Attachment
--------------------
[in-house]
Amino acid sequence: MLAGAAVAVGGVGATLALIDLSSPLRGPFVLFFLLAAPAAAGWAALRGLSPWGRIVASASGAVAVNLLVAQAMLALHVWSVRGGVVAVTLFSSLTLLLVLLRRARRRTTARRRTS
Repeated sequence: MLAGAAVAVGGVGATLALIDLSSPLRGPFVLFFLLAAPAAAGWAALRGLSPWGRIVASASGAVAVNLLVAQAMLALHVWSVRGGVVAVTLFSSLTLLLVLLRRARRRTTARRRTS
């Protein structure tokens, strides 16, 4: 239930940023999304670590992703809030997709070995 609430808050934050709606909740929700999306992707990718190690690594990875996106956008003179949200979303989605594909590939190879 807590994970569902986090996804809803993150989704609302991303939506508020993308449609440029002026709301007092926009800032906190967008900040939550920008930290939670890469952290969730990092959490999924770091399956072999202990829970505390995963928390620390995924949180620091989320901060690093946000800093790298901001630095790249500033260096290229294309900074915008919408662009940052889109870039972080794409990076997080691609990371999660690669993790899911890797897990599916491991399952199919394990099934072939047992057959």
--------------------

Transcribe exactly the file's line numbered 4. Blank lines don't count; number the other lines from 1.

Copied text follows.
């Protein structure tokens, strides 16, 4: 239930940023999304670590992703809030997709070995 609430808050934050709606909740929700999306992707990718190690690594990875996106956008003179949200979303989605594909590939190879 807590994970569902986090996804809803993150989704609302991303939506508020993308449609440029002026709301007092926009800032906190967008900040939550920008930290939670890469952290969730990092959490999924770091399956072999202990829970505390995963928390620390995924949180620091989320901060690093946000800093790298901001630095790249500033260096290229294309900074915008919408662009940052889109870039972080794409990076997080691609990371999660690669993790899911890797897990599916491991399952199919394990099934072939047992057959």